The Dynamite Room
July 1940. In the high heat of summer, eleven-year-old Lydia walks alone down a dusty road to her English village and finds the place deserted. Disquieted, she continues homeward with her suitcase bumping her leg and the box for her gas mask swinging from her shoulder. Greyfriars is empty, but Lydia settles in to wait for her family’s return. And then that night, she wakes to the creak of footsteps in the house.
It is a wounded Nazi soldier who did not expect to find anyone here, certainly not Lydia, who is a runaway from Wales, where she had been sent as an evacuee. A German invasion is coming, he says. They must prepare Greyfriars for the next arrivals. He will not hurt her if she does as he says. Break the rules, and he will shoot her. Thus, their cautious relationship begins: a cat-and-mouse game wherein she tiptoes past him while he explores Greyfriars, searching for… what? When they are in separate rooms, Heiden feels Lydia “crouching behind the door, listening to him listening to her,” though neither makes a sound. They, and we, feel the pulse of the house breathing as this wonderful, thoroughly original story unfolds. What is our German soldier about? What brought him here, and how does he know so much about Lydia’s absent family?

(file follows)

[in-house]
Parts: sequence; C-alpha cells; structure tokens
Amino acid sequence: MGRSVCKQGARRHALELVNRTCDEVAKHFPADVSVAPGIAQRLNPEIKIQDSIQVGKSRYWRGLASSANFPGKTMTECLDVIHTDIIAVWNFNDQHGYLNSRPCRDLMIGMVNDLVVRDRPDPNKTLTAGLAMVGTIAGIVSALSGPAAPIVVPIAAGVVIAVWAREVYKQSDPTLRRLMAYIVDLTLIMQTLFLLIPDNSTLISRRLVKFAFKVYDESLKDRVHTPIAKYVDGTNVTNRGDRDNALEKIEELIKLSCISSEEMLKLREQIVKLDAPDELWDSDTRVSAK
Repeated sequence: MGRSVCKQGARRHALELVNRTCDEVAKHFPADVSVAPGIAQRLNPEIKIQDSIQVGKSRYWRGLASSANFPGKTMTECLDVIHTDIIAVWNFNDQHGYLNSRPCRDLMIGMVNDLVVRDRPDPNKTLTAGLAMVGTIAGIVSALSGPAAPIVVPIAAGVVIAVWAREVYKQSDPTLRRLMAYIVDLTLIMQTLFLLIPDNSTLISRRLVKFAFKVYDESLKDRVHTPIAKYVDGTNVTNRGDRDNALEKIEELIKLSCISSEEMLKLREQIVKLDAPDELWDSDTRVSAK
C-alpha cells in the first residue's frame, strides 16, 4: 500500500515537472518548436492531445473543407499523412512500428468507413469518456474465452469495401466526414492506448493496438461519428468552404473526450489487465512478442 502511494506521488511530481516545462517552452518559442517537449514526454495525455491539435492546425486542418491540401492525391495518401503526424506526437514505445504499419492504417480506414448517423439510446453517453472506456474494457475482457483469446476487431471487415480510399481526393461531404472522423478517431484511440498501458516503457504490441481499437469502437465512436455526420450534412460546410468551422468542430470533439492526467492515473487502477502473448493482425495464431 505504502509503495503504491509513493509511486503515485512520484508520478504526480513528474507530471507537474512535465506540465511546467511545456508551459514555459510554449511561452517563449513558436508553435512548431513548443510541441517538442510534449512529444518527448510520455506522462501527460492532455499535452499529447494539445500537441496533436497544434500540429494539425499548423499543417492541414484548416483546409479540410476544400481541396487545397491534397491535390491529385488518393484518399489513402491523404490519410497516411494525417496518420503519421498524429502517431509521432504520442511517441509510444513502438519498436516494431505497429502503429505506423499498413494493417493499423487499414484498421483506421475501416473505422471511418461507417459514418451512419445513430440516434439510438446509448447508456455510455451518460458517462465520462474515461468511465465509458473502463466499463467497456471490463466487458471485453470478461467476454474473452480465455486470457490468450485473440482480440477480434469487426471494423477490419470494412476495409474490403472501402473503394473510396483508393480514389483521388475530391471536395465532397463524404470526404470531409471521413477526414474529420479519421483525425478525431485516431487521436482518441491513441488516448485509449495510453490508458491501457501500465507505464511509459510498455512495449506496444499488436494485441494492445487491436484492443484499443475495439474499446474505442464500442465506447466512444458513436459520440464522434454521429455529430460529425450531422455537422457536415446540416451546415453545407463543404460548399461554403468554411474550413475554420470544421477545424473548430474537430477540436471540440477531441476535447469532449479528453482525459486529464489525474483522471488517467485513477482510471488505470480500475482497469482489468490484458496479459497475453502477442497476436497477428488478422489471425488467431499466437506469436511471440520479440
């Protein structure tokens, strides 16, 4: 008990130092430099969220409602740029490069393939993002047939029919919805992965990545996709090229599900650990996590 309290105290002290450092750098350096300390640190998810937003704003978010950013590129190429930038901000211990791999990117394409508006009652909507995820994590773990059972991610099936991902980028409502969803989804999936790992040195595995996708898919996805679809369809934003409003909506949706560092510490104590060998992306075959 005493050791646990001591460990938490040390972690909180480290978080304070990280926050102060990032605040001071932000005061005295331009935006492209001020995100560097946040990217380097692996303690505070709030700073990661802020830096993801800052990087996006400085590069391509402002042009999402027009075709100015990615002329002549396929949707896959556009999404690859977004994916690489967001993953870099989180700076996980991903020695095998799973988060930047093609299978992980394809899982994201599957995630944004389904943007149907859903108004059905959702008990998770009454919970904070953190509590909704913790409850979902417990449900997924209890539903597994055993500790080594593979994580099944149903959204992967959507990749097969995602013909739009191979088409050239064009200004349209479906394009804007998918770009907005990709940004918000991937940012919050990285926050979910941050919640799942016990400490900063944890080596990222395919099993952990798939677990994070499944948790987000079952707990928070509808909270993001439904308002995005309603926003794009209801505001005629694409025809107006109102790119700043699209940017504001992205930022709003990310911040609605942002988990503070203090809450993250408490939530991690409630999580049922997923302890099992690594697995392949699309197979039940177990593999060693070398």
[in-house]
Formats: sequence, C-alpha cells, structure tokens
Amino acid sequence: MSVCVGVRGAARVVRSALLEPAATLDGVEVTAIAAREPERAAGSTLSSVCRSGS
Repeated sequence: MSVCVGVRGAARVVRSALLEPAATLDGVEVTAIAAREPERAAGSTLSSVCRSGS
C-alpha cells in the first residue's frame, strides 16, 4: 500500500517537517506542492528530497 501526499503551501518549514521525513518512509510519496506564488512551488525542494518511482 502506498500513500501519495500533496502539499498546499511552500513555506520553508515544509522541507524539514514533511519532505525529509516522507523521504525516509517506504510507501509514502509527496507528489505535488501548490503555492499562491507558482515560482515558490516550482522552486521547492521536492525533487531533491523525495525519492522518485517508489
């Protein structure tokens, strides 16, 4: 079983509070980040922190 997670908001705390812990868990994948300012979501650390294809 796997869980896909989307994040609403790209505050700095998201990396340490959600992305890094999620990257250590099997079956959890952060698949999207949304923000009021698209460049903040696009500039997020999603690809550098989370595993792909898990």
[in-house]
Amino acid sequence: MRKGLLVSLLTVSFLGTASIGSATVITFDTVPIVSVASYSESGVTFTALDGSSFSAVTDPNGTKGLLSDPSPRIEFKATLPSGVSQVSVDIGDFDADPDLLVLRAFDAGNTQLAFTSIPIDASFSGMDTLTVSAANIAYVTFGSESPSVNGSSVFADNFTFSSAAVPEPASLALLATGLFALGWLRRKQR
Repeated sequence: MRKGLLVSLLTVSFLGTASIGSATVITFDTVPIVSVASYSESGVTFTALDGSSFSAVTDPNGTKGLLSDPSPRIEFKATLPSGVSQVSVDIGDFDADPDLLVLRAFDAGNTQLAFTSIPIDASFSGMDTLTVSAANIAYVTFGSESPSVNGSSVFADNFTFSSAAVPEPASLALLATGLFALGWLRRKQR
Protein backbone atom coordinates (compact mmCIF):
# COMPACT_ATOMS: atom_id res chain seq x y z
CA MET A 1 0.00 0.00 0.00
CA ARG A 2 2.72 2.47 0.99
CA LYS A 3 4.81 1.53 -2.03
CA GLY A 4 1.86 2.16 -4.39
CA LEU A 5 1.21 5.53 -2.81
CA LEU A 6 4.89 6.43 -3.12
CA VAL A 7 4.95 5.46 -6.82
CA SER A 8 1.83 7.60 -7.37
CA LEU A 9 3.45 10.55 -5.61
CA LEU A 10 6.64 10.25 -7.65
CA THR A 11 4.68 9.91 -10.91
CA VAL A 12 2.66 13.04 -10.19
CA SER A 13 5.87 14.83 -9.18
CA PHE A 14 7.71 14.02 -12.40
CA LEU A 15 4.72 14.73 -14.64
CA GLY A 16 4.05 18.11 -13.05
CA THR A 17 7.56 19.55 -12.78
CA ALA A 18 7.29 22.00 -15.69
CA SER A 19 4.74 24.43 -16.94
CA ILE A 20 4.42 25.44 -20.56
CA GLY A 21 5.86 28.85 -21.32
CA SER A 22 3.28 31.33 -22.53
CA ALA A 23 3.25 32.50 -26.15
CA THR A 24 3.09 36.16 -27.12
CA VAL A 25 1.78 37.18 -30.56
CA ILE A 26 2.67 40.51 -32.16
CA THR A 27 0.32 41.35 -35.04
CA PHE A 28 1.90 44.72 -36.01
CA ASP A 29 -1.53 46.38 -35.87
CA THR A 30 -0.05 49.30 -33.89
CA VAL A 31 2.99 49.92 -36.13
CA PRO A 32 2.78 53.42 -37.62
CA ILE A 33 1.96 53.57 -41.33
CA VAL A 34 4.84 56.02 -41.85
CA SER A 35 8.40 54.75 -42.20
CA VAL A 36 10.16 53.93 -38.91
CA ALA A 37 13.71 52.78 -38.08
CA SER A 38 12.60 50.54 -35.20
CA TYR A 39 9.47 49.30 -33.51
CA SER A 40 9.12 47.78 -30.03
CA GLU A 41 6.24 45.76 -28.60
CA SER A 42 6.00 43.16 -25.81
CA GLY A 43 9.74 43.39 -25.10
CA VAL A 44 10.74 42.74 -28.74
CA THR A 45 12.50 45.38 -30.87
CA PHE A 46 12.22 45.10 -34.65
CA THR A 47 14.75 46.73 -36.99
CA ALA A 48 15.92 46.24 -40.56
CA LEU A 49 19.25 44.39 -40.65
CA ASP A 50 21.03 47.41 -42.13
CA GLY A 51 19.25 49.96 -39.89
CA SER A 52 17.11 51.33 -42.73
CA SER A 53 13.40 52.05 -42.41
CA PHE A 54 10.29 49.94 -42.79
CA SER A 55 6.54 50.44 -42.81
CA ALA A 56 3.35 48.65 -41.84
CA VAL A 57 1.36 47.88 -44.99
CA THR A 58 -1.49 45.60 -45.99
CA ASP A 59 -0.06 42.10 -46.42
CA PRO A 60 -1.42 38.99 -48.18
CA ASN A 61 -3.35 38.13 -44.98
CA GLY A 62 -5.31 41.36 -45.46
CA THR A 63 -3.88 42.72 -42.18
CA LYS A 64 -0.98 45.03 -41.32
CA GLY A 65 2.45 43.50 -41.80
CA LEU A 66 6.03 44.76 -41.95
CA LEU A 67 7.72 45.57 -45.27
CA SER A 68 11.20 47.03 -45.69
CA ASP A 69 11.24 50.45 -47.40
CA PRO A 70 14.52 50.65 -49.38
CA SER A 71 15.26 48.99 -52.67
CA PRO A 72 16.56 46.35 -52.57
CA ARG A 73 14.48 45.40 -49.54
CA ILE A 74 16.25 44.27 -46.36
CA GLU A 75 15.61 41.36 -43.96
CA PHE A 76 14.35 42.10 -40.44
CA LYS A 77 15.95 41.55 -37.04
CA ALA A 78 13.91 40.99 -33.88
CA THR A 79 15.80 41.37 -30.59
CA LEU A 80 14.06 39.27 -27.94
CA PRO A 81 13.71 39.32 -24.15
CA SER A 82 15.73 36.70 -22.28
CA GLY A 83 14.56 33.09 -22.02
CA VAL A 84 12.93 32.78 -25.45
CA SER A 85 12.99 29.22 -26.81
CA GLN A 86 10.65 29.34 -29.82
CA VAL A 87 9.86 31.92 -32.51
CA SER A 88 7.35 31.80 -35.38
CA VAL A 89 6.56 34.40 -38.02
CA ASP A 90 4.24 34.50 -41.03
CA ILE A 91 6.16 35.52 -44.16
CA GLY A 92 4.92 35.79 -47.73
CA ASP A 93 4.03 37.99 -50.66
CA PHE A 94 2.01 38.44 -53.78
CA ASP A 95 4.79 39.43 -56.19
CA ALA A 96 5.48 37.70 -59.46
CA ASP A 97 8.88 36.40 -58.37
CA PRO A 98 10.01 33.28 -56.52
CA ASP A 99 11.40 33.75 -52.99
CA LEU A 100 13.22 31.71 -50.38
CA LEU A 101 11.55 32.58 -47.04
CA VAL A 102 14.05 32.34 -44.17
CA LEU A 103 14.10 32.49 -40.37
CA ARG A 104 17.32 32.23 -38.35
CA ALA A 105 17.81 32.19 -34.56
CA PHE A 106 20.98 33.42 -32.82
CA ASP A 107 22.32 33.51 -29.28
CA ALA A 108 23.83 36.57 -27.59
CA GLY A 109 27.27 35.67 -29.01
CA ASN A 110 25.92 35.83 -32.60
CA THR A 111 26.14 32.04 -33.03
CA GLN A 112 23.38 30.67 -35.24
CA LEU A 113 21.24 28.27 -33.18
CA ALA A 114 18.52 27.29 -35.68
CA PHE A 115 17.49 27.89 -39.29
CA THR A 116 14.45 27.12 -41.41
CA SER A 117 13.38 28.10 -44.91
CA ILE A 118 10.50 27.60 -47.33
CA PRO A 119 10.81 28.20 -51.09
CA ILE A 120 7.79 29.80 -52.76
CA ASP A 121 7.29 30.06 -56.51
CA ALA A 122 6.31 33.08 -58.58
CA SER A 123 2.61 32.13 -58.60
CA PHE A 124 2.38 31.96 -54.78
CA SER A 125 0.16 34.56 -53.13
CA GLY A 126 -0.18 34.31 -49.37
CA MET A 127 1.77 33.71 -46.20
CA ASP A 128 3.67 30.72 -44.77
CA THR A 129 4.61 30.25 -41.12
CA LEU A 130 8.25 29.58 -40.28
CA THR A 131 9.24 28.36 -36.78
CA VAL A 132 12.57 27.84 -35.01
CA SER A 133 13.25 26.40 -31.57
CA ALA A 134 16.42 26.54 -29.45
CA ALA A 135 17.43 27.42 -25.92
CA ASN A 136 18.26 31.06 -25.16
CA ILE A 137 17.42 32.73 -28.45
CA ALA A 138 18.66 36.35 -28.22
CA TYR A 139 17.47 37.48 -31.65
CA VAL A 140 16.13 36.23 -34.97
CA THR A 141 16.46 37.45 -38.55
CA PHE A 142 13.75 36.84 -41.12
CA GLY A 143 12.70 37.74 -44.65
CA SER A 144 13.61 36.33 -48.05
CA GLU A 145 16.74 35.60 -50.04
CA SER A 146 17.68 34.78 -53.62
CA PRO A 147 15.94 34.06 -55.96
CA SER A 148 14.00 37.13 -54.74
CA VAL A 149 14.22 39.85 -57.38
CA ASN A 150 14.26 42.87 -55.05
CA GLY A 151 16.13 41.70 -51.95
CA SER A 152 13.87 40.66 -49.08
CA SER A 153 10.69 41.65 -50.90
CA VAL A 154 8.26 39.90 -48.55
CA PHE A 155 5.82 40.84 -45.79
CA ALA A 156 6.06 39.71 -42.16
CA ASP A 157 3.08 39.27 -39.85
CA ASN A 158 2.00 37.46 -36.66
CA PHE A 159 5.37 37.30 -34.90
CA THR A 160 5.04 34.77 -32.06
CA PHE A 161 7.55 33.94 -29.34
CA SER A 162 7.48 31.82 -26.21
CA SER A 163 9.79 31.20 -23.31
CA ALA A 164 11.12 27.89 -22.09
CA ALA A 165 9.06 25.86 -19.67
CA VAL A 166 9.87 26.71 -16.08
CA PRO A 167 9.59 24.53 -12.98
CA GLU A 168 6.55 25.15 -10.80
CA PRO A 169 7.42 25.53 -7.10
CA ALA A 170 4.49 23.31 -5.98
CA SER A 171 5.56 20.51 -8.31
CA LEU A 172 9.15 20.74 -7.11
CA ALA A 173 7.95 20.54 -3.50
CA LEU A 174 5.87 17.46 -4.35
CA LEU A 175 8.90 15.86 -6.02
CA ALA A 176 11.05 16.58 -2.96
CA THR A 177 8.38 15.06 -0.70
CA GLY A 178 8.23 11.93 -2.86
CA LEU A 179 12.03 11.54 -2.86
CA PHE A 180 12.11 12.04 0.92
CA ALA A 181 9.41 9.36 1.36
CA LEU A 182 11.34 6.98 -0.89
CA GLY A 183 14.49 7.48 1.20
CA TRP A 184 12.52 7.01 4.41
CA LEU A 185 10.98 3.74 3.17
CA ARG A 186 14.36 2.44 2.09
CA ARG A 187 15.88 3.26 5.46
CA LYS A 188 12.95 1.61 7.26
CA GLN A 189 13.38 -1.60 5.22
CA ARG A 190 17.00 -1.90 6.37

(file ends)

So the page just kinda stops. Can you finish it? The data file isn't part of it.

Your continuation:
In The Dynamite Room, novelist Jason Hewitt weaves a spellbinding tale to linger over and savor, looping back and drawing us forward to a conclusion that is equally heartbreaking and beautiful. Long listed for the Desmond Elliott Prize (2014) and a Barnes and Noble Discover Great New Writers Pick of 2015, this gripping first novel is a book for the ages, so engaging and well written, I did not want it to end. Very highly recommended.